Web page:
by Jana Hartmann

Jana Hartmann’s work MASTERING the ELEMENTS – a photographic research on the scientific exploration and eventual conquest of nature from the beginnings of alchemy until the present day! – has been conceived and developed through an animated exchange with natural scientists, historians and philosophers.
The selectively framed photographs were taken from scientific experiments in laboratories, natural history exhibits, studio models, and nature itself. By complementing them with excerpts from alchemical writings, scientific papers, and ethical viewpoints, an intriguing cross-disciplinary dialogue between multiple narrational perspectives – the visual artistic, the allegorical alchemistic, the philosophical, and the scientific – is initiated.
The ambiguity of the title of the series hints at a changing perspective towards our natural environment. While the alchemists’ transdisciplinary view on the world strived for a deep UNDERSTANDING of nature’s inner workings, the 18th century saw a transition towards reductionist, fragmented and increasingly abstract natural sciences, seeking DOMINANCE over nature’s bounty.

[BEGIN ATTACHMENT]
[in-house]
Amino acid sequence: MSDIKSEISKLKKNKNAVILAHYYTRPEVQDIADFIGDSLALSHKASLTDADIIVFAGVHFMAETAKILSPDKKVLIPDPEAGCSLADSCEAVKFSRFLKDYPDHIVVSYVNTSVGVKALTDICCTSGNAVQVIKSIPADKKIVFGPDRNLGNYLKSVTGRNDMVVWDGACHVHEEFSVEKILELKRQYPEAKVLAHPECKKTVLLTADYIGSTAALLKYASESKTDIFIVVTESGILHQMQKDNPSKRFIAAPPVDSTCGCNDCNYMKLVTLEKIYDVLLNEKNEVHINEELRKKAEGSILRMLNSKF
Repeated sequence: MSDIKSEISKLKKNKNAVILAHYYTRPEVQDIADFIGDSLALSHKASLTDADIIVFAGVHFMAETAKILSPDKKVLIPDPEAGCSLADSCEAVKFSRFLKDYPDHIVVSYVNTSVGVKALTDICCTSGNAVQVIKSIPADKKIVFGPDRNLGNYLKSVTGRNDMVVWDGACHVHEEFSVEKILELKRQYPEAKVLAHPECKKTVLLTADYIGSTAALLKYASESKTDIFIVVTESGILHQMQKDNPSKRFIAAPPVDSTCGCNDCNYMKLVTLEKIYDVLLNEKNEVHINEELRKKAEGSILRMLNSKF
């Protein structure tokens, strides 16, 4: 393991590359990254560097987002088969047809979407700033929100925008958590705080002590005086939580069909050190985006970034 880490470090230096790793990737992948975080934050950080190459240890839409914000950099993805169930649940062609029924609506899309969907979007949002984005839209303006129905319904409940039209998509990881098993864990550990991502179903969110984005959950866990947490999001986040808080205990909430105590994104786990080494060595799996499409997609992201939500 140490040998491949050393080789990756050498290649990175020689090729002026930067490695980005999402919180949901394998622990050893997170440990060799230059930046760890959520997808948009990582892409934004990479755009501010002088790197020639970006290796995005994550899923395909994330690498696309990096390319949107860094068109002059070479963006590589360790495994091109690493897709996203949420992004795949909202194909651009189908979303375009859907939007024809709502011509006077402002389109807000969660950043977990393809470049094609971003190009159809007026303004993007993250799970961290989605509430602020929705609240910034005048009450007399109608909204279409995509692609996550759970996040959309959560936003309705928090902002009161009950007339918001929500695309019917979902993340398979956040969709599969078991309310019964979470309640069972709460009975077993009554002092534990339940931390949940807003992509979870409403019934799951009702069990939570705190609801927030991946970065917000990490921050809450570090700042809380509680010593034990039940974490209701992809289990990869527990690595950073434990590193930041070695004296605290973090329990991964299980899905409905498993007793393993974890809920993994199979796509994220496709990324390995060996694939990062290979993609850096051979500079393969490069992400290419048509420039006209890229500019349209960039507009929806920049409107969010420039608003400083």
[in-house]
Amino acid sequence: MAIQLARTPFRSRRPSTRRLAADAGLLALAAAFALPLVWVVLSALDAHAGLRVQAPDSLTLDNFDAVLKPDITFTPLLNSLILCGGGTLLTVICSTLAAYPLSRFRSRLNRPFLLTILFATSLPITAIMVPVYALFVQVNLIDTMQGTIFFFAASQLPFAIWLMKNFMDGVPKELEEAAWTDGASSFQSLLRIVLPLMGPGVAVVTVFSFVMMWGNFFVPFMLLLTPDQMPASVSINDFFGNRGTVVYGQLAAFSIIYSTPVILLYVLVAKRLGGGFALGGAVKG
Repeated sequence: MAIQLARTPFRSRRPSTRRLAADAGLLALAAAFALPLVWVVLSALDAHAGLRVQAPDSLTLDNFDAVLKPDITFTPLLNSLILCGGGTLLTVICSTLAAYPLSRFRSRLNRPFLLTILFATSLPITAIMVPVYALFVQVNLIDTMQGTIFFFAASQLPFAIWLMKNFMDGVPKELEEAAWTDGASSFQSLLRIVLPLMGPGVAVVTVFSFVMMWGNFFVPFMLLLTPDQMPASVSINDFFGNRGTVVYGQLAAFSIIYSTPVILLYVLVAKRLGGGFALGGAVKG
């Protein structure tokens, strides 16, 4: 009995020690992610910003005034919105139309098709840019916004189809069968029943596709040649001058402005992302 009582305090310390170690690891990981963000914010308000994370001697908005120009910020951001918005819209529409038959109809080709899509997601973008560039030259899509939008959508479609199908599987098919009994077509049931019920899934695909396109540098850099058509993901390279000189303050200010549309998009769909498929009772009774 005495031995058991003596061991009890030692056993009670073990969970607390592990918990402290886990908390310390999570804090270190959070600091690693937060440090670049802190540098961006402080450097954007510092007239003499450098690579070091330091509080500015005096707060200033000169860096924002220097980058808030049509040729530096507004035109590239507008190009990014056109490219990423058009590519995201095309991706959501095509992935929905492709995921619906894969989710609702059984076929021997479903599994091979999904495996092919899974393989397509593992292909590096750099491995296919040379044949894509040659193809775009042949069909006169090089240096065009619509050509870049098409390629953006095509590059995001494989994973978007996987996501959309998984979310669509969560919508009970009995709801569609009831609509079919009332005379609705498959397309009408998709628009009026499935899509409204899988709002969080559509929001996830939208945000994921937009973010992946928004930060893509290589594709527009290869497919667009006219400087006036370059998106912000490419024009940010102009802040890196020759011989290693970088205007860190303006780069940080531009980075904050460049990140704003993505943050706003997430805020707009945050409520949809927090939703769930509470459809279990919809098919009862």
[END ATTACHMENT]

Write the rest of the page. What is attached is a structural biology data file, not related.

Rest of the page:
Juxtaposing the alchemical approach with modern scientific practice exposes various issues associated to today’s prevailing understanding of nature. It reminds us on the historical narrative of nature in which all natural elements were active partners – interrelated and dependent on each other – rather than passive ressources/objects.
It also emphasizes that ethical considerations are of continued – in fact ever growing – relevance in natural sciences. While evaluation of and accountability for the potential consequences of their individual research was at the core of alchemic practice, this has since been socialized and transferred out of the scientific community – thereby urgently necessitating a broader social discourse about the direction and objectives of modern-day research.
History is abundant with scientific findings that had a profound impact on society and the lives of individuals. Hence it is also imperative to acknowledge that the underlying research is not intrinsically unbiased but subject to its respective social and historical environment as well as to varying commercial and political interests.